“The Councillor will endeavor to bring you the most comprehensive news on Devolution and on investment opportunities and hidden treasures in the counties.”

EU pledges 1.8 million Euros The Ministry of Justice, National Cohesion and Constitutional Affairs and the Ministry of Local Government will each receive 900,000 Euros in the next 3 years. This funding will be given through the 10th European Development Fund (EDF) primarily to support governance institutions and access to justice and local governance. The overall responsibility of the programme lies with the National Authorizing Officer (NAO) of the European Development Fund (EDF). However, NAO has delegated implementation and supervisory responsibilities to the two ministries. The key activities will be to support Devolved Government Secretariat that will oversee the actualization of the devolved governance in the counties. The funds will also be used in civic education to educate the citizens and county governments on the implementation of the devolved government. The other portion will be used for capacity building in selected counties and municipalities deemed to be cities and urban areas under the new devolved structure.

TO ADVERTISE PLEASE CALL: 0713 108840, 0770 184785 or 0735 698989

KLGRP to transform local economies

The Ministry of Local Government will play a key role in the implementation of Vision 2030 at the local level, through the local authorities. Kenya Local Government Reform Programme (KLGRP) provides the foundation of transforming local authorities into democratic and responsive institutions that deliver quality and affordable services to Kenyans. The

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The programme was introduced in 1996 to coordinate the initiation and implementation of reforms in the Local Government sector. It is part of the Ministry of Local Government and is led by a Programme Coordinator who reports directly to the Permanent Secretary. The ministry has developed a Kenya Local Government Sector Reform Strategy to guide the transformation of

Local Authorities and create an enabling environment for sustained private sector growth which is critical for the realization of Kenya’s Vision 2030. The KLGRP has focused on implementing the Medium Term Plan and Vision 2030 using a sector wide approach that directs all activities to the achievement of national objectives, according to Mrs Angeline Hongo, KLGRP programme coordinator. This is done through policy development, legal reform, capacity development in local authorities and roll out of Local Authorities Intergrated Financial Operation Management Systems (LAIFOMS). Other areas include institutional restructuring and strengthening, improved community participation, implementation of LATF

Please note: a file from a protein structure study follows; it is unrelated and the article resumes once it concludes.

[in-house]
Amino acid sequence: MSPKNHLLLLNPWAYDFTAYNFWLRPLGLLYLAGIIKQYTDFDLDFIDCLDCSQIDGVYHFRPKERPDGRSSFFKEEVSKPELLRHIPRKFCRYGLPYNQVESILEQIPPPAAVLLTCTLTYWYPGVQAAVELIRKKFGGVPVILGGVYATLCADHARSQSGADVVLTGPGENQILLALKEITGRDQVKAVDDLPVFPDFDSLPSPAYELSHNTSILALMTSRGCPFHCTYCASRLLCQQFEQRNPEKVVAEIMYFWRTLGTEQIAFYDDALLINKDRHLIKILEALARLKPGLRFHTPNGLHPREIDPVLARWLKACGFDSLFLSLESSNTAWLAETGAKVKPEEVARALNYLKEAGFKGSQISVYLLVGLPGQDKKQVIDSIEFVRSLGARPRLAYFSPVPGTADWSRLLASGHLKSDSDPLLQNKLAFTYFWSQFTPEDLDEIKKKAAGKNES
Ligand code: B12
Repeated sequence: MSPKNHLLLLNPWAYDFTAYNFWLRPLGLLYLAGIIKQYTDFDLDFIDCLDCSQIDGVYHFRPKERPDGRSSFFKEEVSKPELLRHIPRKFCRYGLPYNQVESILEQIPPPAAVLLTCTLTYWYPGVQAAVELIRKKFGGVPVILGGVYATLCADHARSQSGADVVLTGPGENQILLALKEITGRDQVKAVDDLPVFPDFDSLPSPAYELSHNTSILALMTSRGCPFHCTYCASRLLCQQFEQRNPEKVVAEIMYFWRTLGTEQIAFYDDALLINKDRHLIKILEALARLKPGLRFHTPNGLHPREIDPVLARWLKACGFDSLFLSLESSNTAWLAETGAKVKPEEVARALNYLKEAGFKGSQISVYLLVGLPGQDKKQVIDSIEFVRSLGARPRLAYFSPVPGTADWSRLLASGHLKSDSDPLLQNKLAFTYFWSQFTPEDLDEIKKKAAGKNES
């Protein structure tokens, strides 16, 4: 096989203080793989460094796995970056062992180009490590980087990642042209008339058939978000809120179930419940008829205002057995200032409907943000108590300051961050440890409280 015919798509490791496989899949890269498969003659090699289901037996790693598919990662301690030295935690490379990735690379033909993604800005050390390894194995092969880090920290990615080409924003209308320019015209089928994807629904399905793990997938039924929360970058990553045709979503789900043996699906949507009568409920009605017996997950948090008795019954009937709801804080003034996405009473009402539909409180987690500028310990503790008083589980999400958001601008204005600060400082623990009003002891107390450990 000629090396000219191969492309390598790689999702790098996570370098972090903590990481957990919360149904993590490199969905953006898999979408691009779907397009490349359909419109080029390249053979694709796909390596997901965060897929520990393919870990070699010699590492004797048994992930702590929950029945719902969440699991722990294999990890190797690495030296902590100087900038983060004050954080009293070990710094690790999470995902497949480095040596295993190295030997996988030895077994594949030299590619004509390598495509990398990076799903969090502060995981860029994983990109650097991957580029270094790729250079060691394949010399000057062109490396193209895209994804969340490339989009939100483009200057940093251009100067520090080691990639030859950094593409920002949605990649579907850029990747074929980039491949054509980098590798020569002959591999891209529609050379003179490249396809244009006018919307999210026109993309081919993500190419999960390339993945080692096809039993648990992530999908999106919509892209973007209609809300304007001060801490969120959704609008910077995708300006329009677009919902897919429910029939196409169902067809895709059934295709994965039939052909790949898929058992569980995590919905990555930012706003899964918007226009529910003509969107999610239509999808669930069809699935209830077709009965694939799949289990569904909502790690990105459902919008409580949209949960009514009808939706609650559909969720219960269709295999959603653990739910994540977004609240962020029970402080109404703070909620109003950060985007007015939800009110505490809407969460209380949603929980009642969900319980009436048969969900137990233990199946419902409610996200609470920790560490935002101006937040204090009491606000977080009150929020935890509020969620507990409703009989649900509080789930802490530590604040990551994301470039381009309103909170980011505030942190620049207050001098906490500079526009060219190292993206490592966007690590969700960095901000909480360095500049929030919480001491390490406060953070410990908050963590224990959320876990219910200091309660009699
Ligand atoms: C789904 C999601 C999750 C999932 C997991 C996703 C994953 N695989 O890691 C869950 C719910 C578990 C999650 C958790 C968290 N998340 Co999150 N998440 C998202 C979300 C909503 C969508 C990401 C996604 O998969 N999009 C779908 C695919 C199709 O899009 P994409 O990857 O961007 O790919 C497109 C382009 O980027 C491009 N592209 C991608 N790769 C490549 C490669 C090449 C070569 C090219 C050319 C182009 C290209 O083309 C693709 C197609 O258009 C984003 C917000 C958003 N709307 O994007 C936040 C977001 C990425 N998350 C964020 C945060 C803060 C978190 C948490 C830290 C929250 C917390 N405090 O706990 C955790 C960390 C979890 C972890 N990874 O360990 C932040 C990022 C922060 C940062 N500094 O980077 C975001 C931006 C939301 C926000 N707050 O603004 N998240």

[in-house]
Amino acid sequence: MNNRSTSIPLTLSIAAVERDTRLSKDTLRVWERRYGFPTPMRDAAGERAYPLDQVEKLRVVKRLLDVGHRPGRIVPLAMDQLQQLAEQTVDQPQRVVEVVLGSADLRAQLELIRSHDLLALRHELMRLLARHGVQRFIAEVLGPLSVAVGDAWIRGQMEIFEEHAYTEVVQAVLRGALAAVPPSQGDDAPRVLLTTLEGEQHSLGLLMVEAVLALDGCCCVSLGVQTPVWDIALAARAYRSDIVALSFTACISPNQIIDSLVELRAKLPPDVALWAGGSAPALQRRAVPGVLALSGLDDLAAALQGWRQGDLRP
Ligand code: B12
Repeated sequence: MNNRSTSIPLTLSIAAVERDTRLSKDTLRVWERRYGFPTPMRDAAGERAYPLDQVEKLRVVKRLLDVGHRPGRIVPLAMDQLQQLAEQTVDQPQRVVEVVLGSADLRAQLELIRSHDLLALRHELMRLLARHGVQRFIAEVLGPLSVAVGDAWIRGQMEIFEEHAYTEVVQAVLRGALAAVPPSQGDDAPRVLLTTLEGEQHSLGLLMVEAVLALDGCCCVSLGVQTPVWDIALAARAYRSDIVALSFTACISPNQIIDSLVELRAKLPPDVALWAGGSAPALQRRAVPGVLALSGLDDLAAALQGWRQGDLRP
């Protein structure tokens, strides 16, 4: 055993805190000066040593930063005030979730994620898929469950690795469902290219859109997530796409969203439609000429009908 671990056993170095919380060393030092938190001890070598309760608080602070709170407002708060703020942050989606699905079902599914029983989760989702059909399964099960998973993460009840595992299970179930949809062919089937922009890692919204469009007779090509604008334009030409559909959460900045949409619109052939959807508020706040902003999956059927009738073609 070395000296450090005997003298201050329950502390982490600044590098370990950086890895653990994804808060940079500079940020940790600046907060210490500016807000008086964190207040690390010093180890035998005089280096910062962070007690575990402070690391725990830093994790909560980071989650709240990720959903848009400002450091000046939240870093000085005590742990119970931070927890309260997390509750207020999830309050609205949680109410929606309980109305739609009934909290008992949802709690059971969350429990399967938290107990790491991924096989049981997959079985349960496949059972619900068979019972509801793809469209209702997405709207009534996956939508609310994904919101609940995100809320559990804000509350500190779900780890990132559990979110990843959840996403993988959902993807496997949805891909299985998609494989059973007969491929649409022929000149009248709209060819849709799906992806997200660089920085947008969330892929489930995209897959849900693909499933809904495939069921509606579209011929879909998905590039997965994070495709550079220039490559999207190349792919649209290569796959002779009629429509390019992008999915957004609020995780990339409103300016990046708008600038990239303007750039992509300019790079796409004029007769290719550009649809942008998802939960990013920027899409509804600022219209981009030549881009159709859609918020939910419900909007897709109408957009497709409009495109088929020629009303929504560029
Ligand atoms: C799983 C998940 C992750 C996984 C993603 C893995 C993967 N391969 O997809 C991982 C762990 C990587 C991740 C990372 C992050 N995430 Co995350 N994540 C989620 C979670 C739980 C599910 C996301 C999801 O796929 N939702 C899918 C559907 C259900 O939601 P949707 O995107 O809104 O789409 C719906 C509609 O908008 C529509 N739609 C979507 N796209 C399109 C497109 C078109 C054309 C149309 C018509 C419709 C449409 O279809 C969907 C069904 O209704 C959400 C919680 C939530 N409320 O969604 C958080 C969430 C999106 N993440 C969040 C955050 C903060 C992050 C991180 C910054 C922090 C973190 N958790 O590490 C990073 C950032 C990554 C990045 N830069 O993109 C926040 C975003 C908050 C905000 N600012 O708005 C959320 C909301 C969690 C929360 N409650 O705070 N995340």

Strategic Plan, implementation of Results Based Management and local economic and social development. The Vision 2030 economic development pillar outlines the plans and strategies for investment climate reforms in the local authorities. “This should lead to reformed and strengthened institutions able to deliver effective and efficient services to the private sector to ensure a vibrant and sustained local economic growth,” Mrs Hongo said. While initiatives aimed at enhancing the local investment climate are needed to address disparities for private sector development, local investment climate is determined by regulatory framework, enforcement and quality of financial and physical infrastructure, she added.

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County Wrap-up

Highlights from around the counties >

In Figures 100 million The amount of money the government has set aside for financing national program for street families in the 2011/2012 financial year

300,000

The number of families that will benefit from the Government’s Street Families Rehabilitation Trust Fund in the next five years.

4 billion